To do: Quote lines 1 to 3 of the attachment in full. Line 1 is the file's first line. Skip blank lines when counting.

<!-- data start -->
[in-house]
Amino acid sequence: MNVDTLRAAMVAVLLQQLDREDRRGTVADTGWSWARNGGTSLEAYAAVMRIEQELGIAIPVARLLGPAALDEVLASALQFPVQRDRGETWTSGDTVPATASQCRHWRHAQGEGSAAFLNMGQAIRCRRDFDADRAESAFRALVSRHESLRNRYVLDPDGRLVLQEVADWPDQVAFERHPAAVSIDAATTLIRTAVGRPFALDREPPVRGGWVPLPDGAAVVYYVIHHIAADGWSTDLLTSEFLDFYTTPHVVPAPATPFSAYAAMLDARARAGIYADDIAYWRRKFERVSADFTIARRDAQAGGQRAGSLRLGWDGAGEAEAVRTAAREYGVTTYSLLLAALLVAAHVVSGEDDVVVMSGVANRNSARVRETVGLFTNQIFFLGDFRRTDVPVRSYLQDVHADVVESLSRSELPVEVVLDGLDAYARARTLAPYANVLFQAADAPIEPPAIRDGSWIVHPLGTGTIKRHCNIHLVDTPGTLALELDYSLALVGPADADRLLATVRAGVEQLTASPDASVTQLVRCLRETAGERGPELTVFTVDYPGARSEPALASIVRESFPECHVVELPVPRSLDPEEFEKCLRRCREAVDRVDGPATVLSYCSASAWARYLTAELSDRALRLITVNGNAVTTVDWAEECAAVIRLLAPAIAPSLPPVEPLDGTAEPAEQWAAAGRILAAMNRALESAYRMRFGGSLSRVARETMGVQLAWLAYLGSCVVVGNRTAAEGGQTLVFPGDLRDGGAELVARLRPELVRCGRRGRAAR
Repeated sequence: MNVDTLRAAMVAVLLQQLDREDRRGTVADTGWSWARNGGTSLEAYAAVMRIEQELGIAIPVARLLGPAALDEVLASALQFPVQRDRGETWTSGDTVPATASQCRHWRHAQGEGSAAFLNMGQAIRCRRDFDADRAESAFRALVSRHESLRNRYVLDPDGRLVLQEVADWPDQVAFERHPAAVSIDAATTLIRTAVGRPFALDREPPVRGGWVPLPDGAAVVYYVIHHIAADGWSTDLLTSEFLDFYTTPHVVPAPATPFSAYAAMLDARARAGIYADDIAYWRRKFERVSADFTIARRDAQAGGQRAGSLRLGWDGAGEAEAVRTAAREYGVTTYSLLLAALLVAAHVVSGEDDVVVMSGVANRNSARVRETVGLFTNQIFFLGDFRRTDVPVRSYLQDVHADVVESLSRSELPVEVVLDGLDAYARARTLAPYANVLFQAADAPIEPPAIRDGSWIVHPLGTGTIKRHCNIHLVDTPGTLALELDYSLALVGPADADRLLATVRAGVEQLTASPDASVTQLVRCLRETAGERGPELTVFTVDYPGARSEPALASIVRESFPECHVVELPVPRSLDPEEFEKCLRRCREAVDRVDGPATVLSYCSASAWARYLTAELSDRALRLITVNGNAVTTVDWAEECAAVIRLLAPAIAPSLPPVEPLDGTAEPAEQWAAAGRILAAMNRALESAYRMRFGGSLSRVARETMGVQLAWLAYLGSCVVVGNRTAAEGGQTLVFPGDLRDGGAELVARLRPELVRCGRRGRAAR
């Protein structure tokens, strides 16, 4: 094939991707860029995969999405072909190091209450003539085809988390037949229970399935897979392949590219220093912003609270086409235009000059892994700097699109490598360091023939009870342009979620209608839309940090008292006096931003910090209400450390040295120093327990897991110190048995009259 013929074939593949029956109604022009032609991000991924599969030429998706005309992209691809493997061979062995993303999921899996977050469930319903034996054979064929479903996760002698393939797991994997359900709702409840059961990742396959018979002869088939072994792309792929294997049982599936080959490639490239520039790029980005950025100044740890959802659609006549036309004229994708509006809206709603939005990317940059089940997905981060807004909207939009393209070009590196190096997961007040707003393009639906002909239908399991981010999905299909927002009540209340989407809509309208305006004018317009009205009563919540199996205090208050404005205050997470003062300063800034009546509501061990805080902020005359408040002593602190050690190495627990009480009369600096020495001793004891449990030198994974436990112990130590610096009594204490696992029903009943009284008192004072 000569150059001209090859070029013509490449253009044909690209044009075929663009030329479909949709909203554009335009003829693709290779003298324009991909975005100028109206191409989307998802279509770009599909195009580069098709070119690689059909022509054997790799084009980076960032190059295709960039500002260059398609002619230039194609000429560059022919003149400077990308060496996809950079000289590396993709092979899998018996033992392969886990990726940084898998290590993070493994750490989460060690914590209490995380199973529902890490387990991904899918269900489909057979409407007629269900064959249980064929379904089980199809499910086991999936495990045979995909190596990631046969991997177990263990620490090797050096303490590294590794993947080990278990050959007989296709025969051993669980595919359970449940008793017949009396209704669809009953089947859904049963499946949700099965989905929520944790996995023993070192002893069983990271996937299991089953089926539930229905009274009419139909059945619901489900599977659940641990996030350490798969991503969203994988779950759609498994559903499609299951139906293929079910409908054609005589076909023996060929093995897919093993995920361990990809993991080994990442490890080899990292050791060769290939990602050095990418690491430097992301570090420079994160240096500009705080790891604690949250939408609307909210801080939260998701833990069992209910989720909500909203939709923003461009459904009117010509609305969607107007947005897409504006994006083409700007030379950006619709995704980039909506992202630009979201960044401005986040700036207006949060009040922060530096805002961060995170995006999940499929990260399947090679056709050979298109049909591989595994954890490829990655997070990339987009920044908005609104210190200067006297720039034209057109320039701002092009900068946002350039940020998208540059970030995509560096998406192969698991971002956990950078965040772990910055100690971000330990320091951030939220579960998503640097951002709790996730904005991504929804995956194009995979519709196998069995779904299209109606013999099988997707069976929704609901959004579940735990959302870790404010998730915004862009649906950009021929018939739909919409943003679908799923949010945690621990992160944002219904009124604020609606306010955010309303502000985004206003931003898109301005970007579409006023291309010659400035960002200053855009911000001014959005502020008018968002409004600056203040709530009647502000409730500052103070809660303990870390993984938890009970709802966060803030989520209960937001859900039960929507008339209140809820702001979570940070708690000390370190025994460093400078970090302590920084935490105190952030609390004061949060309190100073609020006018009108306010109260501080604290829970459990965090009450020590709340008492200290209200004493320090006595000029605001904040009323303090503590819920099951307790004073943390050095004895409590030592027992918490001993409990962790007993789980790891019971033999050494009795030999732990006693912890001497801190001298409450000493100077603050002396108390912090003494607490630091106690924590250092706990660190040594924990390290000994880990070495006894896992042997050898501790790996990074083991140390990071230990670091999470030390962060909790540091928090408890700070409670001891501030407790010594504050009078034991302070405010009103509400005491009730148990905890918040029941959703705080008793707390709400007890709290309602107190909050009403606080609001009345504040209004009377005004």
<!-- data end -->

[in-house]
Amino acid sequence: MNVDTLRAAMVAVLLQQLDREDRRGTVADTGWSWARNGGTSLEAYAAVMRIEQELGIAIPVARLLGPAALDEVLASALQFPVQRDRGETWTSGDTVPATASQCRHWRHAQGEGSAAFLNMGQAIRCRRDFDADRAESAFRALVSRHESLRNRYVLDPDGRLVLQEVADWPDQVAFERHPAAVSIDAATTLIRTAVGRPFALDREPPVRGGWVPLPDGAAVVYYVIHHIAADGWSTDLLTSEFLDFYTTPHVVPAPATPFSAYAAMLDARARAGIYADDIAYWRRKFERVSADFTIARRDAQAGGQRAGSLRLGWDGAGEAEAVRTAAREYGVTTYSLLLAALLVAAHVVSGEDDVVVMSGVANRNSARVRETVGLFTNQIFFLGDFRRTDVPVRSYLQDVHADVVESLSRSELPVEVVLDGLDAYARARTLAPYANVLFQAADAPIEPPAIRDGSWIVHPLGTGTIKRHCNIHLVDTPGTLALELDYSLALVGPADADRLLATVRAGVEQLTASPDASVTQLVRCLRETAGERGPELTVFTVDYPGARSEPALASIVRESFPECHVVELPVPRSLDPEEFEKCLRRCREAVDRVDGPATVLSYCSASAWARYLTAELSDRALRLITVNGNAVTTVDWAEECAAVIRLLAPAIAPSLPPVEPLDGTAEPAEQWAAAGRILAAMNRALESAYRMRFGGSLSRVARETMGVQLAWLAYLGSCVVVGNRTAAEGGQTLVFPGDLRDGGAELVARLRPELVRCGRRGRAAR
Repeated sequence: MNVDTLRAAMVAVLLQQLDREDRRGTVADTGWSWARNGGTSLEAYAAVMRIEQELGIAIPVARLLGPAALDEVLASALQFPVQRDRGETWTSGDTVPATASQCRHWRHAQGEGSAAFLNMGQAIRCRRDFDADRAESAFRALVSRHESLRNRYVLDPDGRLVLQEVADWPDQVAFERHPAAVSIDAATTLIRTAVGRPFALDREPPVRGGWVPLPDGAAVVYYVIHHIAADGWSTDLLTSEFLDFYTTPHVVPAPATPFSAYAAMLDARARAGIYADDIAYWRRKFERVSADFTIARRDAQAGGQRAGSLRLGWDGAGEAEAVRTAAREYGVTTYSLLLAALLVAAHVVSGEDDVVVMSGVANRNSARVRETVGLFTNQIFFLGDFRRTDVPVRSYLQDVHADVVESLSRSELPVEVVLDGLDAYARARTLAPYANVLFQAADAPIEPPAIRDGSWIVHPLGTGTIKRHCNIHLVDTPGTLALELDYSLALVGPADADRLLATVRAGVEQLTASPDASVTQLVRCLRETAGERGPELTVFTVDYPGARSEPALASIVRESFPECHVVELPVPRSLDPEEFEKCLRRCREAVDRVDGPATVLSYCSASAWARYLTAELSDRALRLITVNGNAVTTVDWAEECAAVIRLLAPAIAPSLPPVEPLDGTAEPAEQWAAAGRILAAMNRALESAYRMRFGGSLSRVARETMGVQLAWLAYLGSCVVVGNRTAAEGGQTLVFPGDLRDGGAELVARLRPELVRCGRRGRAAR